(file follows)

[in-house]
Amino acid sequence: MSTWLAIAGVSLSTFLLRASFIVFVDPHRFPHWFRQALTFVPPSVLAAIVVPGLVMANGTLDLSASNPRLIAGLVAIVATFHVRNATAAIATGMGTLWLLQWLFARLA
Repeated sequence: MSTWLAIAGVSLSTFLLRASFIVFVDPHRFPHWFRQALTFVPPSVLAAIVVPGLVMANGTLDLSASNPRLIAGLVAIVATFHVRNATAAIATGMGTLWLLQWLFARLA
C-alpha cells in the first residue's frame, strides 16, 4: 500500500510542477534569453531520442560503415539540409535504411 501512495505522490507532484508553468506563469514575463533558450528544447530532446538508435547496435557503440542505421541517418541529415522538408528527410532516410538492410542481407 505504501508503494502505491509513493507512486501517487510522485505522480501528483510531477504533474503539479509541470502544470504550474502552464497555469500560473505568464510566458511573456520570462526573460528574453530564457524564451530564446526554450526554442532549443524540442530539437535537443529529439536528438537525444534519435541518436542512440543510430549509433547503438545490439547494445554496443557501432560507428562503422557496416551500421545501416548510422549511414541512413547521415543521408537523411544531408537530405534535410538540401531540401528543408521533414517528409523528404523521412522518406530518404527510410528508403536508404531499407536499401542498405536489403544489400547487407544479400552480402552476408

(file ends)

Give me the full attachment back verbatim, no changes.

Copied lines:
[in-house]
Amino acid sequence: MSTWLAIAGVSLSTFLLRASFIVFVDPHRFPHWFRQALTFVPPSVLAAIVVPGLVMANGTLDLSASNPRLIAGLVAIVATFHVRNATAAIATGMGTLWLLQWLFARLA
Repeated sequence: MSTWLAIAGVSLSTFLLRASFIVFVDPHRFPHWFRQALTFVPPSVLAAIVVPGLVMANGTLDLSASNPRLIAGLVAIVATFHVRNATAAIATGMGTLWLLQWLFARLA
C-alpha cells in the first residue's frame, strides 16, 4: 500500500510542477534569453531520442560503415539540409535504411 501512495505522490507532484508553468506563469514575463533558450528544447530532446538508435547496435557503440542505421541517418541529415522538408528527410532516410538492410542481407 505504501508503494502505491509513493507512486501517487510522485505522480501528483510531477504533474503539479509541470502544470504550474502552464497555469500560473505568464510566458511573456520570462526573460528574453530564457524564451530564446526554450526554442532549443524540442530539437535537443529529439536528438537525444534519435541518436542512440543510430549509433547503438545490439547494445554496443557501432560507428562503422557496416551500421545501416548510422549511414541512413547521415543521408537523411544531408537530405534535410538540401531540401528543408521533414517528409523528404523521412522518406530518404527510410528508403536508404531499407536499401542498405536489403544489400547487407544479400552480402552476408